When the first encounter with a US State you have never been to is cycling through two National Parks, the rest can only be a disappointment, right?
This is what, in a way, happened to me, cycling through Wyoming. Despite the bad visibility due to wildfires burning in Idaho, riding a bicycle through Yellowstone and Grand Teton was very much a memorable experience. Very shortly after leaving the park boundary behind and making it across Togwotee Pass at 9,584 feet, the greens gave way to yellows and light browns. The further south Peter, Jim and I went, the more barren and, seemingly, void of life our surroundings got. The lingering wildfire smoke only added further to that. It got especially depressing crossing the Wind River Indian Reservation with emptiness all the way to the horizon in all directions, not a single settlement in sight.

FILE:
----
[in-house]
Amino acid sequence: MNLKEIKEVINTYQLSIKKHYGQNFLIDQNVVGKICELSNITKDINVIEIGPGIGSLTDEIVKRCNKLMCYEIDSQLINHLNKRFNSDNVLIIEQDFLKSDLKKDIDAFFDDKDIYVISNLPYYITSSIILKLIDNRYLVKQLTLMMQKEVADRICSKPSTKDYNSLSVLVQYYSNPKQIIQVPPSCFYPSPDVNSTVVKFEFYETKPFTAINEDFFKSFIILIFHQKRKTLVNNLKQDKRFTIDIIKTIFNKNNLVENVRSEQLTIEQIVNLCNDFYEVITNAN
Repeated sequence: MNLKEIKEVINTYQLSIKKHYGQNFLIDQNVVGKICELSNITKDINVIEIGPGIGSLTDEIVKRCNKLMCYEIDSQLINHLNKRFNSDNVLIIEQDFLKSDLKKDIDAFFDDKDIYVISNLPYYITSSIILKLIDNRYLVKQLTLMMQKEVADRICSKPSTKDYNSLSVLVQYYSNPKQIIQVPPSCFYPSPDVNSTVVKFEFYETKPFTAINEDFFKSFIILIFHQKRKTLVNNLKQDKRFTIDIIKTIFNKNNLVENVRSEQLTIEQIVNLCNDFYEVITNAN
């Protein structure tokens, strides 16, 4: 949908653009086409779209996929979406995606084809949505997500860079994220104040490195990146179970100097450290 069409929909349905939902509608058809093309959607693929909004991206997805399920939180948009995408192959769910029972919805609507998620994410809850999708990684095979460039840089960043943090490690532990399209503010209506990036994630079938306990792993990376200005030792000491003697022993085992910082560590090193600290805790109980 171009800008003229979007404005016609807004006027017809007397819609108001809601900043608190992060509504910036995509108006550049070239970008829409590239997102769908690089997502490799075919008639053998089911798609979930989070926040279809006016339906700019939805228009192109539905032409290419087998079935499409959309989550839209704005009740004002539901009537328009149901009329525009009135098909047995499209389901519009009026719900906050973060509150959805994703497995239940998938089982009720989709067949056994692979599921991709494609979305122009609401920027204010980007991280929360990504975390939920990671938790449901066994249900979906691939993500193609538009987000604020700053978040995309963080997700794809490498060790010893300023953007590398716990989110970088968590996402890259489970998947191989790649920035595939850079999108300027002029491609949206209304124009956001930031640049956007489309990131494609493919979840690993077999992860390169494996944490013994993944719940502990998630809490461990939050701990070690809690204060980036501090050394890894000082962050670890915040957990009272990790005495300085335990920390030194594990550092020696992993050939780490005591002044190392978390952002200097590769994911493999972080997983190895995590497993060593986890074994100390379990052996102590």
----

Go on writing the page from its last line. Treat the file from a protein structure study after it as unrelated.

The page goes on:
Lander thankfully provided a bit of a break from that, primarily because we were able to take a rest day with the parents of one of Peter’s friends and got treated to plenty of food, two great nights of sleep and even a walk with their four goats on John and Jill’s property about seven miles out of town.
Leaving Lander it was, however, back to The Big Empty, passing through small hamlets like Sweetwater Station and staying the night in a church in Jeffrey City, a former boomtown while uranium was mined here.
Rawlins, with around 9,200 people, was the biggest town along the route and, simply because of that, reason to get excited about it. The unwillingness of local authorities to let cyclists camp in one of the state parks (like so many other communities do) and the douchebaginess of the KOA campground owners which we stayed at eventually left a bit of a bad aftertaste.
Heading south from Rawlins, the mountain ranges started to slowly build up left and right, a clear indication of what was about to come next: Colorado.